The continued presence of a Marsh Harrier at Pitsford Reservoir over the past few days has provided a good excuse for a snapshot of the status of this species in Northamptonshire. Seen only briefly in Walgrave Bay by Neil & Eleanor McMahon and Neil Hasdell on the morning of Saturday 28th, I caught up with it in the same spot equally briefly the following morning and, after being on view for only a couple of minutes, it promptly disappeared for the remainder of the day. Fortunately (for the yearlisters!) it was relocated the following morning when it was seen in, and between, both Scaldwell and Walgrave Bays around midday. It remains in the area this evening.
Marsh Harrier is an uncommon, though regular, local passage migrant. Considering it breeds in some numbers in neighbouring Cambridgeshire shouldn’t we expect to see it more frequently in Northants? Especially in the east? Over the ten years 2000-2009 there was an average of 14 records per year, with a record 35 in 2010. The best time to catch up with one is in April-May or in August-September, although birds in spring tend not to linger. The best place is the Nene valley but the reservoirs have produced numerous records in autumn and, in theory, one could turn up almost anywhere. One wintered in the Nene valley between December 2001 and April 2002, being seen predominantly at Stanwick Gravel Pits. And the highest number together? Three juveniles at Pitsford Reservoir on 25th August 2002.
There are few photos of Marsh Harriers in Northants so Neil Hasdell did well to get the long-distance shots of the Pitsford bird shown here. This individual is a typical juvenile, aged by the plain upper wing coverts with fresh, pale tips to the greater and primary coverts and all flight feathers, forming a neat, narrow band across the upperwing and a thin, pale trailing edge. Additionally there is a pale crescentic base to the primaries on the underwing, barely visible in the photographs. Some juveniles also show an extensive creamy area on the upper forewing like adult females, while others lack the pale tips to the coverts and flight feathers altogether and so appear virtually identical to adult females.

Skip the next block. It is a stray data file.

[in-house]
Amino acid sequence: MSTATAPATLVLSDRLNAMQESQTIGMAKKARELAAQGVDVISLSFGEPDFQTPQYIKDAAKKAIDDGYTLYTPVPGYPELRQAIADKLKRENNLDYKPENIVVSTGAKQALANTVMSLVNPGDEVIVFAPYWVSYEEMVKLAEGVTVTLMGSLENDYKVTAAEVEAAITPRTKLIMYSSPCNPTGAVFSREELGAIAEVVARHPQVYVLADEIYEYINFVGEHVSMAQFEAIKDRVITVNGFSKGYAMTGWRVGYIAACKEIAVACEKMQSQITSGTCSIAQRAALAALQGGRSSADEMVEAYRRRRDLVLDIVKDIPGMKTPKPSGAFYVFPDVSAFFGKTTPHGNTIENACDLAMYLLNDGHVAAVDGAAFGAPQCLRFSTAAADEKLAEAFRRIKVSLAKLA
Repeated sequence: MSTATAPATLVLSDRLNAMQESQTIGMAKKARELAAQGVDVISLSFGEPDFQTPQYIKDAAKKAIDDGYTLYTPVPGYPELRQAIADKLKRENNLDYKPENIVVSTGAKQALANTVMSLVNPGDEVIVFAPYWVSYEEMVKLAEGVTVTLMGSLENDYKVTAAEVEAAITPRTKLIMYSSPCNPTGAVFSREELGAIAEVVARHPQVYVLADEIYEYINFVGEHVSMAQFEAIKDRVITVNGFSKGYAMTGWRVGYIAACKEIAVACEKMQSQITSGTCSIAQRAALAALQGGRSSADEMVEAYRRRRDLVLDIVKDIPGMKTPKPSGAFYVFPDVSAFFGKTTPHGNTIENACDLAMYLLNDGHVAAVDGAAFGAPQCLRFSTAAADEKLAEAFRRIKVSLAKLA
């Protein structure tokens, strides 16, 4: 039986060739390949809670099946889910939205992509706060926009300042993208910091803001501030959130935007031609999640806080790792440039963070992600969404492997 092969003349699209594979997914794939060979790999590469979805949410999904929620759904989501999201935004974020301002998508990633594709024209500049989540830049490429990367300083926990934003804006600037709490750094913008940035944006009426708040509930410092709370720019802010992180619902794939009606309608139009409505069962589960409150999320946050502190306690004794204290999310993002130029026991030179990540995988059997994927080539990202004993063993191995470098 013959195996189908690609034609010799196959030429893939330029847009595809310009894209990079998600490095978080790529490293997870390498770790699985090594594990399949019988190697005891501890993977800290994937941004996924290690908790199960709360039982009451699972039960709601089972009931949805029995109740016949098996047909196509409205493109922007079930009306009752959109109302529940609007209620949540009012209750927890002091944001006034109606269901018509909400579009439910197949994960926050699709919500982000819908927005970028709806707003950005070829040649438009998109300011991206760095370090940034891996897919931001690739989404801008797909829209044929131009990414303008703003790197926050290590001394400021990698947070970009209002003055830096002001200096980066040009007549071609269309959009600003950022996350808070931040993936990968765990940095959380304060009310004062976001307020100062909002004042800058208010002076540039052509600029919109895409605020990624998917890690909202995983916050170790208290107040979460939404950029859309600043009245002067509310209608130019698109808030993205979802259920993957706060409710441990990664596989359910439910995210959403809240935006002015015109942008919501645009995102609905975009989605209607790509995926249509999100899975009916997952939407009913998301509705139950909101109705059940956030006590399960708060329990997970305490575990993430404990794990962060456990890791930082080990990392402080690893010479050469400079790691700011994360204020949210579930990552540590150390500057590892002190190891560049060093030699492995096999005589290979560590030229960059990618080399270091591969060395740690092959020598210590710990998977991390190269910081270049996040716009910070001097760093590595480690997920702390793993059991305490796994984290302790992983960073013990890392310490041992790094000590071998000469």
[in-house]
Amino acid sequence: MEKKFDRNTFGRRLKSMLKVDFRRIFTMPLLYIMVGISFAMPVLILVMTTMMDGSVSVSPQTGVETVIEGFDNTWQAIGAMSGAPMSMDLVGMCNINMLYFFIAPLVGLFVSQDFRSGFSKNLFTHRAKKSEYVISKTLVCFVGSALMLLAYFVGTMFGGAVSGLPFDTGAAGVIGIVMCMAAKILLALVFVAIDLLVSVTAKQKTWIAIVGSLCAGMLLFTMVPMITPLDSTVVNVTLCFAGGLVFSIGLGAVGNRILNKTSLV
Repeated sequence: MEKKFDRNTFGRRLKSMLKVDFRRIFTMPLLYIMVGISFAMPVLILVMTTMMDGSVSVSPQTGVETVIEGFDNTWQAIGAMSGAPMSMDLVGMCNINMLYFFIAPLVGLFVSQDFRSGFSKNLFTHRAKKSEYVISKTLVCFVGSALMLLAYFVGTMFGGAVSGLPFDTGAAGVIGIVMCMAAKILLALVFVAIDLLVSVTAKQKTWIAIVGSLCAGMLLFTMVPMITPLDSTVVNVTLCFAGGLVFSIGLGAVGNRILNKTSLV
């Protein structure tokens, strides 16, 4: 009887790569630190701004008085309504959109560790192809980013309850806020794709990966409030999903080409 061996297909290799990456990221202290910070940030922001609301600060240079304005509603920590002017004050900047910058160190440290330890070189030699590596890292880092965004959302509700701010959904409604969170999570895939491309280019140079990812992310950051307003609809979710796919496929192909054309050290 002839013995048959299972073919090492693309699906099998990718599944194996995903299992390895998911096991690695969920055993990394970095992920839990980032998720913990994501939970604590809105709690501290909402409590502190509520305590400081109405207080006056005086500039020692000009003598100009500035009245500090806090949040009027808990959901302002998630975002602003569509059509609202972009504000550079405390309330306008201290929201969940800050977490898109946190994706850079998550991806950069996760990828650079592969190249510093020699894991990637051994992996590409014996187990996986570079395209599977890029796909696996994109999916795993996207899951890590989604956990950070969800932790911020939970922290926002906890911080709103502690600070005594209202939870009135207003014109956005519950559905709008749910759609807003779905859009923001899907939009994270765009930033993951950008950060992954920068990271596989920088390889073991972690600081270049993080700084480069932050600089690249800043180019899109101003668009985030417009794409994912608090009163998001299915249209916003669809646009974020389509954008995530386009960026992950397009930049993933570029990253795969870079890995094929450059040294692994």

If this isn’t confusing enough, and to make matters worse, adult males can appear identical to adult females as revealed by Sternalski, Mougeot & Bretagnolle last year in recent studies on populations in south-west France, where 40% of adult males exhibited plumage identical to adult females. In further analysis, Bavoux, Burneleau and Bretagnolle found the only sure way of sexing these individuals is by weight (females weighing more than males) and bill length. Assuming equal numbers of each sex in the population, then, 70% of all adults will therefore exhibit adult female plumage and, when you throw the immatures into the mix, this explains why the overwhelming majority of Marsh Harriers we see are simply chocolate-brown, cream-crowned birds! Bottom line: with many individuals you cannot be certain you are watching an adult male, an adult female or a dark juvenile of either sex!